Why should businesses consider nearshoring?
This article is for businesses and people that are new to the concept of Nearshoring their software development. We will quickly describe what Nearshoring is, then look at a couple of benefits that you can expect to gain from Nearshoring.
What is Nearshoring?
You may have heard of the terms “Nearshoring” and “Offshoring”. Nearshoring is a means of gaining greater access to talented software developers, often at a competitive rate. With the improvement in communication tools, it is possible now to expand the reach of nearshoring from within the region you are in, to other regions that are in similar time zones. Offshoring, on the other hand, is working with regions where the time difference is more than 2-3 hours.
When faced with a shortage of technical and software development process expertise, nearshoring is an effective way for companies to become more viable and sustainable within their own business area. As a general rule, nearshoring will enable you to optimize your costs. Software development is a knowledge based profession and we advise you to look at using Nearshoring as an opportunity to fill any talent gaps.
Benefits of Nearshoring
Great software solutions are born from a combination of technical talent and the knowledge of processes needed to bridge the gap between the business and the technical experts. A good software development team is made up of end users (your staff and customers) and technical experts formed into one cohesive team.
The section below, ‘7 Top Tips on How to Start’, will give you a few tips on identifying the right partner for you.
By implementing a digital solution you are able to automate any repetitive processes that you and your staff are carrying out. With the implementation of a software solution, you will often find that you free up time to do more with your existing and experienced teams. In essence, it allows you to get more work done in less time – and we all know that effective productivity is essential.
The UK, European Union countries and the USA currently have a deficit of Software Engineers. This shortage in talent can often lead to businesses being unable to grow – it is a serious constraint to many businesses. Nearshoring and Outsourcing the development and management of your software solutions can often allow you to continue growing your business, thus enabling you to employ local dedicated development team – especially if you find you are expanding. The bringing in of external expertise can often help contribute to the overall market not only within the company but also your region and country. Nearshoring isn’t taking away jobs – it is providing opportunities for companies to continue to grow and bring more people in to cover other needed roles (sales, marketing, warehouse staff, etc.).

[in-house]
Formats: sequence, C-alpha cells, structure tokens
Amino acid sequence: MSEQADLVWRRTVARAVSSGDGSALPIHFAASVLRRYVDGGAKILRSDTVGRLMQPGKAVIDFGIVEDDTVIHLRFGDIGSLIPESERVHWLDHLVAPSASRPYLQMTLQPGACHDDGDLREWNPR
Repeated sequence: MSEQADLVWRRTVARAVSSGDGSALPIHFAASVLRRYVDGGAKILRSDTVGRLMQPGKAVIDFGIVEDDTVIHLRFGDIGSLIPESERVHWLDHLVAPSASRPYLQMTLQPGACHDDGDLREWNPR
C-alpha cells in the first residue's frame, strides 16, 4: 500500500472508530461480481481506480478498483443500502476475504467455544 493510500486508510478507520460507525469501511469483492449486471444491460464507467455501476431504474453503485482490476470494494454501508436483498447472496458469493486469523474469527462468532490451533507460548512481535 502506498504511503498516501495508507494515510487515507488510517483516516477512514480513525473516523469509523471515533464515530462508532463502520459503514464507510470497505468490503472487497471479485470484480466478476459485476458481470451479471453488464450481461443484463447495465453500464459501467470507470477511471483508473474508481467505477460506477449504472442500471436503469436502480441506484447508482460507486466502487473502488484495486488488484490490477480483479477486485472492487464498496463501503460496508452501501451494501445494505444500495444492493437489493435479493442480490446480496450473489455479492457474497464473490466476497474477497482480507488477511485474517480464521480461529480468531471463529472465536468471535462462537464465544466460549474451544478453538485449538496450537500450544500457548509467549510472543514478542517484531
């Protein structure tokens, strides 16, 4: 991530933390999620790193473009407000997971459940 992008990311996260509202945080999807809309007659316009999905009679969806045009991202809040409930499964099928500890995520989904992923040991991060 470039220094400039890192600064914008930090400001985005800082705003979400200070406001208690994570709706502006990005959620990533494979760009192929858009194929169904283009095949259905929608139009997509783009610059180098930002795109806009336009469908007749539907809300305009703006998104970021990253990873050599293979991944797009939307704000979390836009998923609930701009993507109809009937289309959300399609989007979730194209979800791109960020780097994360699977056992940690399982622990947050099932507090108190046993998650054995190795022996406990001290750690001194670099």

7 Top Tips on How to start
If you are new to nearshoring, you may have heard business colleagues talking about reducing costs by outsourcing or nearshoring. Do not fall into the trap of going into a nearshoring partnership primarily to reduce costs. Focus on getting the right talent, as a general rule this will result in two benefits; reduced costs and improved productivity. As you would align your talent strategy and business strategy at home, do the same with your nearshoring partner. Otherwise, there’s likely to be a big gap between what you aim to do and your ability to do it.
Processes matter even in your own offices. When talking to prospective Nearshoring partners ask them to take you through the processes for delivering software. They must be able to explain why each step is important for your business and how it will contribute to realizing benefits. Avoid partnering with companies that only supply people and leave all the process management and people management to your organization.
A simple communication strategy goes a long way to building understanding and trust. Have a set of simple strategies for the critical management areas so everyone knows what is expected and can do their jobs. Most people want to do a good job, so a few guidelines will clarify what is needed. Your nearshoring partner will have experience in these areas so they will be able to help.